You should focus on your income plan as much as, if not more than, your accumulation plan. While continuing to grow your assets is extremely important, you should also have a plan to monetize those assets and maintain an income stream.
Since no one can accurately predict the economy, you have to consider a lot of different factors in your income plan. According to Fidelity Investments, “A retirement income plan should include guaranteed income, growth potential and flexibility.”
Consider Deferred Annuity Options
While annuities have sometimes received criticism, they can play a valuable role in addressing the challenges posed by inflation while offering a unique combination of income and security.
According to Goetz, integrating annuities into one’s investment portfolio can provide a sense of protection while still allowing for potential growth. By exploring efficient deferred annuity options available in the marketplace, individuals can complement their well-diversified investment portfolio and gain significant growth potential.
Consider Working Part Time in Retirement
Maintaining employment during retirement can provide a reliable source of income and serve as a valuable strategy for combating the effects of inflation. By proactively considering potential part-time employment opportunities before retiring, individuals can position themselves for financial success in the face of rising living costs.
Steve Gickling, founder of ETLrobot, emphasizes the importance of continuing to work, even in a part-time capacity, as it can offer a supplementary income stream that adjusts to different market conditions. Engaging in gig roles or leveraging one’s talents can contribute to a more secure retirement by providing additional financial resources.
Moreover, working during retirement offers benefits beyond financial considerations. It provides an avenue to stay mentally and physically active, fostering a sense of purpose and fulfillment during the retirement years.
Create a Retirement Budget That Isn’t Dependent on Market Conditions
Goetz advises creating a comprehensive and practical retirement budget that clearly outlines which income sources will cover specific expenses. It is important to factor in inflation during the planning process to ensure your financial preparations align with the potential impact of rising costs.
“Try to separate ‘wants’ — travel, entertainment, etc. — from ‘needs’ — housing expenses, food, taxes, insurance, etc.,” he said. “For the needs column, link expenses to guaranteed income sources, such as Social Security, pensions and income annuities. This approach can take a lot of pressure off of the income that is needed to be generated off of investment withdrawals as adjustments can be made if market conditions allow for it. It is much better to take that trip around the world off of an IRA withdrawal following a great market year.”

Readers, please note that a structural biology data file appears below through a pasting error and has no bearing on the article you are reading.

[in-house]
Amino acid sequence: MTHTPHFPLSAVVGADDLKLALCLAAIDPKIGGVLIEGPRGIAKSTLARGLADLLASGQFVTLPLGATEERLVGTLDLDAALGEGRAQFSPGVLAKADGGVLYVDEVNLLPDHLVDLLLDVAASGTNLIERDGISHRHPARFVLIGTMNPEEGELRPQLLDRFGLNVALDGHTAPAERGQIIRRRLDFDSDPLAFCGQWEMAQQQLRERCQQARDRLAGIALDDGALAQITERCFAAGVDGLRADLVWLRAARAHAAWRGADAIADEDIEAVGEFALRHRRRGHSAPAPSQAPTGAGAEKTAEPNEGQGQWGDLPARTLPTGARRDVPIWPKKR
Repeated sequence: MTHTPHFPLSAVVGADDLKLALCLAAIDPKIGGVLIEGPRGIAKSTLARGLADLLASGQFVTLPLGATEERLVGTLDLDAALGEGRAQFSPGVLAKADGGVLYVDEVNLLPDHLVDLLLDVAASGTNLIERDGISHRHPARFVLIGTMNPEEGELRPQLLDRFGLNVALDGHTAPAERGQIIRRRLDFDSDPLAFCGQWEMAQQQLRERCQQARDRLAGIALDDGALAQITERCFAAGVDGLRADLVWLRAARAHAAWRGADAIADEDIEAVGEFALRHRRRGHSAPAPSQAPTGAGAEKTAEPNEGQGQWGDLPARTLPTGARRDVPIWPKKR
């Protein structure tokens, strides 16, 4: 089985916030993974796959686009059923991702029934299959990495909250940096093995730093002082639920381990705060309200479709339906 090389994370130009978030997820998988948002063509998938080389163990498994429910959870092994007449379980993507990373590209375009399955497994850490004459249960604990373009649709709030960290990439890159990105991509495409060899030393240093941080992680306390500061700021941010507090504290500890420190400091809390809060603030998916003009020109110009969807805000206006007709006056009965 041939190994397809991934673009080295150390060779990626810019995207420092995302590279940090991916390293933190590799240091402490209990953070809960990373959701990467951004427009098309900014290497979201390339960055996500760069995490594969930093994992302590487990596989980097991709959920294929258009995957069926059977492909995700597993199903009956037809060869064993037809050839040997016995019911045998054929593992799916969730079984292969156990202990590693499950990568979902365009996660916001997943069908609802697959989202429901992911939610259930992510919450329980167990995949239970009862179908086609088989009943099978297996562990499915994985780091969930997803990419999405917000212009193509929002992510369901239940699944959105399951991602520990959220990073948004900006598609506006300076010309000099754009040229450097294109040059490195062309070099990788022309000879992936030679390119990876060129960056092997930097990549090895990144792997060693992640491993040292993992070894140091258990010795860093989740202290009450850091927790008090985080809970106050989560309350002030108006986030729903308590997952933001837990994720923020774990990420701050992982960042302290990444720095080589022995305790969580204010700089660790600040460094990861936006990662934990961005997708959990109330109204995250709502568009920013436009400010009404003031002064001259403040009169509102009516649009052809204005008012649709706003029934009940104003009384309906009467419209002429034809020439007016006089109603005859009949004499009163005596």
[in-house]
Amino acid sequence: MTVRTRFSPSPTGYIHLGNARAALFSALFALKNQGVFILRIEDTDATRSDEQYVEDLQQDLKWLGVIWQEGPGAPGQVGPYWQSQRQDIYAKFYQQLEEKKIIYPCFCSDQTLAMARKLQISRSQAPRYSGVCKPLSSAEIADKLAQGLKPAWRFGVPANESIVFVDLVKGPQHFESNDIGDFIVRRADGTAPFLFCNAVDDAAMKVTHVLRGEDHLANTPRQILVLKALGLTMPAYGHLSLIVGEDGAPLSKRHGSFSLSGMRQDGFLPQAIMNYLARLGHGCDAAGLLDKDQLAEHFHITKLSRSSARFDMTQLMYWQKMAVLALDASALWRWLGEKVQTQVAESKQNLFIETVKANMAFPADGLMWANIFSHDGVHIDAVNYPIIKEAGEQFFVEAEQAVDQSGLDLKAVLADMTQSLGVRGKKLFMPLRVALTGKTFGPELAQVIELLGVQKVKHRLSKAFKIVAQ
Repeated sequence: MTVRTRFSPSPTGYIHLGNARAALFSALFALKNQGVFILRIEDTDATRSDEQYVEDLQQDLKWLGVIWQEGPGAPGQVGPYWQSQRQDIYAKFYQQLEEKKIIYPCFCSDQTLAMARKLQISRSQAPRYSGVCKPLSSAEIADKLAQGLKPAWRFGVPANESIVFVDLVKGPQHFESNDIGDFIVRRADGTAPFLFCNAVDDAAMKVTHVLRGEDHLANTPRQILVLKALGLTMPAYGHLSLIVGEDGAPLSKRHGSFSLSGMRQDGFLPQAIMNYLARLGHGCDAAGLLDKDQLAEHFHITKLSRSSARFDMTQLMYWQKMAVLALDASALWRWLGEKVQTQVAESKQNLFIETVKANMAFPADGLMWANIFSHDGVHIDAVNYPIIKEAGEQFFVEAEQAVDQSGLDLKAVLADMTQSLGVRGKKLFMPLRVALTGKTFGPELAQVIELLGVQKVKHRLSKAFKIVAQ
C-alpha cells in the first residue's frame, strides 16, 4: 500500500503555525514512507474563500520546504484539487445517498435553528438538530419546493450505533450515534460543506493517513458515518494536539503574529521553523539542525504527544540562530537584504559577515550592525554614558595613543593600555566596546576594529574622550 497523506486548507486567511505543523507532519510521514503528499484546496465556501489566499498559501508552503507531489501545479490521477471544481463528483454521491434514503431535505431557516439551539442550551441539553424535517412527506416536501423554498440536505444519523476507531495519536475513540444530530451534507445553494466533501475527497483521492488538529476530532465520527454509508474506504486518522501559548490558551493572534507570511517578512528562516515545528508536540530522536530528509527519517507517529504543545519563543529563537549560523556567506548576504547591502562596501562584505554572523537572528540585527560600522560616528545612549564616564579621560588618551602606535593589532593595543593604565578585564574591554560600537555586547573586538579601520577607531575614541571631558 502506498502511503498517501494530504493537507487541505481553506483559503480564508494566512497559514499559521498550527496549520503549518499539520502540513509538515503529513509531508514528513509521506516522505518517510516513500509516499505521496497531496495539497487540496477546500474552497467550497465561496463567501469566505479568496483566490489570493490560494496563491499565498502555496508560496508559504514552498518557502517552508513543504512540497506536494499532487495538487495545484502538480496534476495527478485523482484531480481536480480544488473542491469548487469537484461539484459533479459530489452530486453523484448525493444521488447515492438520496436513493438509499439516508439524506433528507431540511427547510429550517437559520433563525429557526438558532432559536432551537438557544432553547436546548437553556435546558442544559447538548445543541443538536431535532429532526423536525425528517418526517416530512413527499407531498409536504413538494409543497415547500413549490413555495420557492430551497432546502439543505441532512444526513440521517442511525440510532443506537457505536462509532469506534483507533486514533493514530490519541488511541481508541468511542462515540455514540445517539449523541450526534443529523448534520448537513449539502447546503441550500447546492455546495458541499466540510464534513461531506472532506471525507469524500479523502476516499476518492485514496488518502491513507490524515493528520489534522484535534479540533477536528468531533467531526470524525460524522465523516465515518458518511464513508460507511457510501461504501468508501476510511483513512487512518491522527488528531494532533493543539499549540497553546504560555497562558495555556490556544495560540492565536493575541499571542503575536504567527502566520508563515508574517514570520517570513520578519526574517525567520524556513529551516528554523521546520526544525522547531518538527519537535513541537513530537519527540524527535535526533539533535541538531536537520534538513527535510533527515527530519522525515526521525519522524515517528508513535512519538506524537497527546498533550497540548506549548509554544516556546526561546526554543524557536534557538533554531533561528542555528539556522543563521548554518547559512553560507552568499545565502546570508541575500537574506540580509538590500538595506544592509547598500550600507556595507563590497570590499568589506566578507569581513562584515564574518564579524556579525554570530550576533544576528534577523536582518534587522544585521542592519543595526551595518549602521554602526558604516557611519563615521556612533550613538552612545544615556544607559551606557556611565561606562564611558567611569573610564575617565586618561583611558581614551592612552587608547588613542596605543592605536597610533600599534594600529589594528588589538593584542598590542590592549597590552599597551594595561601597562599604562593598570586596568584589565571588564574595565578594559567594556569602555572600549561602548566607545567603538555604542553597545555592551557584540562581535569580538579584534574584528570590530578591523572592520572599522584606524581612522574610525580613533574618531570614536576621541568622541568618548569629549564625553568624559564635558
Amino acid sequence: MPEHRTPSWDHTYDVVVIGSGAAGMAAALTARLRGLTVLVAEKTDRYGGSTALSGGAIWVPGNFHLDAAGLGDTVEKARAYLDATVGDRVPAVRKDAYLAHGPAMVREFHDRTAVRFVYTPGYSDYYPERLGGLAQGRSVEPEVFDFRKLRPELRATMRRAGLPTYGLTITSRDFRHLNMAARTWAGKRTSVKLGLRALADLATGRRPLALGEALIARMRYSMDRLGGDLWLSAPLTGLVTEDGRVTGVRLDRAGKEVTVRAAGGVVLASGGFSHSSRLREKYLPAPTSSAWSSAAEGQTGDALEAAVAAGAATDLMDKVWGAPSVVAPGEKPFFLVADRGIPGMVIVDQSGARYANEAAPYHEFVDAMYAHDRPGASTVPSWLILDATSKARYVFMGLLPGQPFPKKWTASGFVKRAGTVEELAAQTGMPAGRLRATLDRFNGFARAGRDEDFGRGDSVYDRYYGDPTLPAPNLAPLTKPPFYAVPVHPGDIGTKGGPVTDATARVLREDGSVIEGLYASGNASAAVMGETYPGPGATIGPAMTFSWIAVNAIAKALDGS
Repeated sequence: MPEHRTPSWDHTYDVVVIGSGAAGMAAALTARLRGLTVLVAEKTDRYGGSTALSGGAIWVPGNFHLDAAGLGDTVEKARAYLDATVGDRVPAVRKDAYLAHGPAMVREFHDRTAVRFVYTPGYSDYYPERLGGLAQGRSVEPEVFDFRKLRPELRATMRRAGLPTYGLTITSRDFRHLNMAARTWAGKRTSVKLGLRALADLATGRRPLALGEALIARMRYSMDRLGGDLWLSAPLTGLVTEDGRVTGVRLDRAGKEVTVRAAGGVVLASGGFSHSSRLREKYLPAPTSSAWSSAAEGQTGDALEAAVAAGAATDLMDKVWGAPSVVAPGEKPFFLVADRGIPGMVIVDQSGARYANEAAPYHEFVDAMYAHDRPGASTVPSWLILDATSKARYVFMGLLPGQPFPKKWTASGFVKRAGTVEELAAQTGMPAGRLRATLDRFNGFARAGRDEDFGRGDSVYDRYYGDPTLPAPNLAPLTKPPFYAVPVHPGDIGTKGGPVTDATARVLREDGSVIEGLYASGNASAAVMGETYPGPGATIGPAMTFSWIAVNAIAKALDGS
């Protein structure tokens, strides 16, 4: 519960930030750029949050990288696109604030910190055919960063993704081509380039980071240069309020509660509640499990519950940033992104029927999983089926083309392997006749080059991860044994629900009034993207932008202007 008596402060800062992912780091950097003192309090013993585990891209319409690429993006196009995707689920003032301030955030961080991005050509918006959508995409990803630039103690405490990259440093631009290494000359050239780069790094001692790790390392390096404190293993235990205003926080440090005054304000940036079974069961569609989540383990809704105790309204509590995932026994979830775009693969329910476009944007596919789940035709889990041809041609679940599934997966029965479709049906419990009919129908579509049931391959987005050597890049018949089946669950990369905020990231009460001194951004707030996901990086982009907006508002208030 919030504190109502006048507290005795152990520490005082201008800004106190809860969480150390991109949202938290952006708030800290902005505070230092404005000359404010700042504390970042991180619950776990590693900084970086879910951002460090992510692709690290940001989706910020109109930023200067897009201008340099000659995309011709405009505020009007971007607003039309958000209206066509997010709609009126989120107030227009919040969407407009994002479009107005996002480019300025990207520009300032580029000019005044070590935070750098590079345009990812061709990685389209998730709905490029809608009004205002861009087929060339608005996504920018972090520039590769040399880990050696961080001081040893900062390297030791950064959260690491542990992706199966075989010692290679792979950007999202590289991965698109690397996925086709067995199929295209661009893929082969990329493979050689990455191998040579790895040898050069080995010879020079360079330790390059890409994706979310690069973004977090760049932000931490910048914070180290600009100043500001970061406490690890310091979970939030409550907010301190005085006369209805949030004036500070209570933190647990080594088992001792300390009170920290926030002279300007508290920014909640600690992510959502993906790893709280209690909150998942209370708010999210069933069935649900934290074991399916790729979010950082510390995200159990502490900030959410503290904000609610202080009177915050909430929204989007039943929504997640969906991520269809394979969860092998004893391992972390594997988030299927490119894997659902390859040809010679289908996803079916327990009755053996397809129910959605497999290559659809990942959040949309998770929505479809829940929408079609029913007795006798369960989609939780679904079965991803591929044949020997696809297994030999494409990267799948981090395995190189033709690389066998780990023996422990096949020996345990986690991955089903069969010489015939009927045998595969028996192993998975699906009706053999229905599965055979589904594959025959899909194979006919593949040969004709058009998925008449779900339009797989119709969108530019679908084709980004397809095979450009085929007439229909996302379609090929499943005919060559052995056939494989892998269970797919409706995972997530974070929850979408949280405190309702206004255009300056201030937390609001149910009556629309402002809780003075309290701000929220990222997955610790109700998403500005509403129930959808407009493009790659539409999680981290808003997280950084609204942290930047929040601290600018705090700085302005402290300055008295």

You might even practice living off your expected retirement budget to ensure you have budgeted correctly. Since you typically spend less during retirement than in your income-producing years, “doing so can also help you put aside more money for retirement because you won’t be spending money on unnecessary expenses,” said Chalmers Brown, co-founder and former CTO of Due.
Create a Fund for the ‘Expected Unexpected’
Because the effect of inflation can hit at unexpected times, it’s important to have access to liquid funds.
“We recommend all investors set aside cash for emergency expenses,” Williams said. “Retirees or near-retirees should have enough cash to cover at least one year of expenses, and those not yet in retirement should have three to six months of expenses.”
Rather than thinking of this as an emergency fund, Ross finds it more constructive to think of this as “a fund for the expected unexpected” — because life happens and so does inflation.
Cancel Unused Subscriptions
A 2022 C+R Study found that Americans spend an average of $219 on subscriptions each month — a $133 difference from the estimated average of $86 per month.
Now is the time, as Thomas Smyth, founder and CEO at Trim advises, “to get your financial house in order. Go through your credit cards and cancel any unused subscriptions,” he said.
If you don’t want to search and eliminate manually, apps like Truebill can help you find recurring subscriptions automatically.
Look For Ways To Save On Fixed Expenses
There will, of course, be some expenses you are unable or unwilling to eliminate. To plan ahead for future inflation, look for ways to save on costs today.
“It’s likely that you’re overpaying for your cell phone bill and for services such as cable TV and internet,” said Leslie Tayne, founder and managing director the debt solutions law firm Tayne Law Group.
“Shop around and see if you could save by switching, and in the meantime, call your service providers and see if there are any ways for them to lower your bill, either temporarily, permanently or both. The lower your cost of living, the more of a cushion you’ll have for the unexpected events in life. This means a good work-through on your budget now and for retirement.”
Negotiate Any Outstanding Debt